"Real ID to us."
Recently Blizzard announced plans to require all users posting on their World of Warcraft and Starcraft forums to post using their real names, replacing the previous method of posting as one of the characters on the account.
This announcement was met with immediate outrage and sparked one of the biggest uprisings in the history of online gaming.
Faced with a staggering amount of backlash Blizzard rescinded their announcement and there was peace once again on the interwebs.
Or was there...
I will offer my analysis of why Real ID was met with such animosity, and why this won't be the last we hear about it.
Part of Blizzard's plan with Real ID was to eradicate trolls on their forums. The flaw with this logic is that you assume a troll will only be a troll when he is anonymous (as illustrated in a recent Ctrl+Alt+Del comic, "A troll by any other name...")
Blizzard's thought process was, remove their anonymity and you remove their desire to enrage other users, for fear of reprisal. In reality, trolls don't thrive on anonymity, they thrive on enticing reactions out of people. Making users post with their real life names essentially just makes things easier for the trolls.
This was evidenced when a Blizzard employee posted his real name, practically challenging the forum community to do something with just his name. Trolls proceeded to find his Facebook, Twitter, personal information, and information about his family within minutes. Prank phone calls, pizza deliveries, and harassing messages ensued.The incident was brushed aside by the Blizzard Employee, but in reality it was a michrochasm for the flaw of Real ID... It did nothing to stop trolls, it just moved the trolling from the forums to the real world.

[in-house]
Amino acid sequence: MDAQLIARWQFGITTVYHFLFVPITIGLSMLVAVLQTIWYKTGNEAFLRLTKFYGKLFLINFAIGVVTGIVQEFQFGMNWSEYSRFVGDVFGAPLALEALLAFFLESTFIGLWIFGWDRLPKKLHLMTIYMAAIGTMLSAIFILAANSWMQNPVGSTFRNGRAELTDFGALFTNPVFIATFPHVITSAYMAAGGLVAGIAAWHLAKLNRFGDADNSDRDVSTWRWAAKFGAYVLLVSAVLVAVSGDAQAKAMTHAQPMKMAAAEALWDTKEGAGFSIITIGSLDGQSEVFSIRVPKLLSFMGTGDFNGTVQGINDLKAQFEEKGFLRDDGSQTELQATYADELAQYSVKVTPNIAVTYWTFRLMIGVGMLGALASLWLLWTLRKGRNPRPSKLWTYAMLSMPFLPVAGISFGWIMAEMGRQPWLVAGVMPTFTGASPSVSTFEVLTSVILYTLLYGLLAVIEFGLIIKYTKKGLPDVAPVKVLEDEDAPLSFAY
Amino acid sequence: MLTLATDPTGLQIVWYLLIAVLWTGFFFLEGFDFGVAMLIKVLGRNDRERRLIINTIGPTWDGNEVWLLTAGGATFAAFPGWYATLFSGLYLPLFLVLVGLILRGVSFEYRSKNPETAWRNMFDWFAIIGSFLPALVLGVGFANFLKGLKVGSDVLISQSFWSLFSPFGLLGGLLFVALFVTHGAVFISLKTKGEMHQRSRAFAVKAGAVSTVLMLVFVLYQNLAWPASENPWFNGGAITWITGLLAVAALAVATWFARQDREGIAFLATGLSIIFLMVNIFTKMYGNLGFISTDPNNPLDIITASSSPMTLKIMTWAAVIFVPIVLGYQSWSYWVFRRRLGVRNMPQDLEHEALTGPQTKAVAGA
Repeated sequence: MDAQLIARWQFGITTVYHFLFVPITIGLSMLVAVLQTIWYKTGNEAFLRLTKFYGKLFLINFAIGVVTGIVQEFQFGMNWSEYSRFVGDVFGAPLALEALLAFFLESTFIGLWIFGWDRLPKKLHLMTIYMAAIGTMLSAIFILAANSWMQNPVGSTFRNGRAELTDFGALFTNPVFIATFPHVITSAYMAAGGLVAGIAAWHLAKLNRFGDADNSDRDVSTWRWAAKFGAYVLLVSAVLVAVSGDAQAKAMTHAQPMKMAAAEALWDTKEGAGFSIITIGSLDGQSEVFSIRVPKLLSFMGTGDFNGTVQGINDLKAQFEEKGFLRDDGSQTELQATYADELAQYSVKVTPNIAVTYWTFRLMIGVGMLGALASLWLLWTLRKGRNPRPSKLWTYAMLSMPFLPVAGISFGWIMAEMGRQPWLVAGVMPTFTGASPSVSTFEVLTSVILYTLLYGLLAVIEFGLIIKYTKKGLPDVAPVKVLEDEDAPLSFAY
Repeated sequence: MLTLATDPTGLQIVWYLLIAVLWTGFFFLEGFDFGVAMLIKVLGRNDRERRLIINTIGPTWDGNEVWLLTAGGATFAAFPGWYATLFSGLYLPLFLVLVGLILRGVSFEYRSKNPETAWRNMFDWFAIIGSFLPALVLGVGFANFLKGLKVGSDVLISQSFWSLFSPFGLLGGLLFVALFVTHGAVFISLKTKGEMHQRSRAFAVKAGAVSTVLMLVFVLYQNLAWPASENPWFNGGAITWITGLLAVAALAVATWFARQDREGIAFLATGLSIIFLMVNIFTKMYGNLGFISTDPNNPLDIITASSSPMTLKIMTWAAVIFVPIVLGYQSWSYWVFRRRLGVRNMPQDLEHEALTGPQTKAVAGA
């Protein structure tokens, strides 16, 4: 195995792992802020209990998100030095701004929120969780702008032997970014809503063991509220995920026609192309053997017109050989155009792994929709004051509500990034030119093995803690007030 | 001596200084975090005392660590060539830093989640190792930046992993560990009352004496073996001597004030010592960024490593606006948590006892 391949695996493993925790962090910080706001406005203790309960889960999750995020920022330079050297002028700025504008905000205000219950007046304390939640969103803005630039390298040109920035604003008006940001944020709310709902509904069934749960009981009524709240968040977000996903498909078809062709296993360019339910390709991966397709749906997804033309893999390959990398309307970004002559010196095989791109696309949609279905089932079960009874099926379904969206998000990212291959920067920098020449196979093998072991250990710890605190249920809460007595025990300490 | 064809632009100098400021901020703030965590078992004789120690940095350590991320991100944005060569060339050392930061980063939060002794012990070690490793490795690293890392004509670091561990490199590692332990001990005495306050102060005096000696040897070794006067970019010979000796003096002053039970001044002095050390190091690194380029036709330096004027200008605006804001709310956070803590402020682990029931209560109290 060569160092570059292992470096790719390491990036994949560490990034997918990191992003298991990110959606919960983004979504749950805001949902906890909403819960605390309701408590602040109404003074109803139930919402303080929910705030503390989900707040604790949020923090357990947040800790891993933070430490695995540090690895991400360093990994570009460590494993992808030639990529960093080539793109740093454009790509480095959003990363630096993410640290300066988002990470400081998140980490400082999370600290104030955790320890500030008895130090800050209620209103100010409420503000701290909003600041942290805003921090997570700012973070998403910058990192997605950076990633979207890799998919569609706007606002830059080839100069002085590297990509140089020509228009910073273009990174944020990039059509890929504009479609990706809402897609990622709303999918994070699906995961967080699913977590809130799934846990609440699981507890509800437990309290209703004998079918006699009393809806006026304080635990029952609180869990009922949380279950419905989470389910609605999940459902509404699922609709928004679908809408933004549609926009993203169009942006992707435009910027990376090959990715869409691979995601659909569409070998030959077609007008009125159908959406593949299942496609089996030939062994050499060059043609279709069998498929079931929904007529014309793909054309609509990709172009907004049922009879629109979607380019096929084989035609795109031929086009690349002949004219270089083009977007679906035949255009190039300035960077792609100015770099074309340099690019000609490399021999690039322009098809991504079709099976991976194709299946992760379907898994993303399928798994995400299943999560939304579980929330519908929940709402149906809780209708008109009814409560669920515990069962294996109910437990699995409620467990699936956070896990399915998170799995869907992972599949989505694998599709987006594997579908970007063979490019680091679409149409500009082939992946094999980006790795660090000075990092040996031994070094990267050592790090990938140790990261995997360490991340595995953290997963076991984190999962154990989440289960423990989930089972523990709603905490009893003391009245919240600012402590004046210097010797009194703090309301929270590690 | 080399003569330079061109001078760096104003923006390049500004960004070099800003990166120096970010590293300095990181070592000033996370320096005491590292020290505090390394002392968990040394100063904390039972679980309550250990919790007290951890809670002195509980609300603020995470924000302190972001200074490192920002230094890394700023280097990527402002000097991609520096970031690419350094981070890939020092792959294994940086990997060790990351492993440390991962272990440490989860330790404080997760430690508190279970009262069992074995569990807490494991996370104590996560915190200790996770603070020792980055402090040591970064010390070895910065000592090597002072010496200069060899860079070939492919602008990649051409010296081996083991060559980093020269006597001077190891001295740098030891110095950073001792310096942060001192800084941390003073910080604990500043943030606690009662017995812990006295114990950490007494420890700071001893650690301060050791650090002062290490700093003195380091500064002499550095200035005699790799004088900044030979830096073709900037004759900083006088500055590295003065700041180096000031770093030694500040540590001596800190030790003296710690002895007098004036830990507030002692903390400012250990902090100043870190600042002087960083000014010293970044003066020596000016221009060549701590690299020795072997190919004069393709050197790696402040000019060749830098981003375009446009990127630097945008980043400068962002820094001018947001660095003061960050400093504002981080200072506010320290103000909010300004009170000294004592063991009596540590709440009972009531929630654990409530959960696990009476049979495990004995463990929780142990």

Blizzard must have anticipated the reaction from the forums would be mainly from the margins, but surely they could not have anticipated the level of backlash from regular players. Mothers, lawyers, gamers, and everyone who knows anything about privacy were immediately up in arms over the announcement.
Minorities with unique names were scared they would be targeted for their race. Women were fearful they would be harassed for being female. People working for reputable companies were afraid they would be outed as a gamer, which has many negative connotations attached to it in society.
And everyone else (myself included) was scared about the slippery slope we were about to start descending...
Real ID, announced by the largest MMO company in the world, would (and most likely still will) inevitably influence other forums and companies to follow suit. Stripping away anonymity from the internet piece by piece. Imagine everything you have ever done, every page you ever browsed being attached to your name... a frightening concept, but not completely out of the realm of possibility, and Real ID could have been the catalyst for it all.
Real ID- The Redux:
Another major factor in Blizzard's announcement for Real ID was their recent partnership with Facebook. They have made it no secret they plan to make their games into a social network experience. There is BIG money to be made in the social network market, and a vast potential for new customers. This is exactly why Blizzard won't let their plans for Real ID die.
At the moment the company has balked under staggering pressure from the community, but it is only a matter of time before Blizzard pushes forward with its plans to merge Facebook and its games. Picture a random heroic where you can right click on that horrible tank and see his facebook link under his name. That future is speculation on my part, but it is one of the many directions possible for Real ID.
So, in the end, it comes down to money. There is simply too much money on the table for Real ID to disappear. So don't be surprised when that guy you ganked, or that pug hunter friend requests you on facebook...
"Real ID to Blizzard."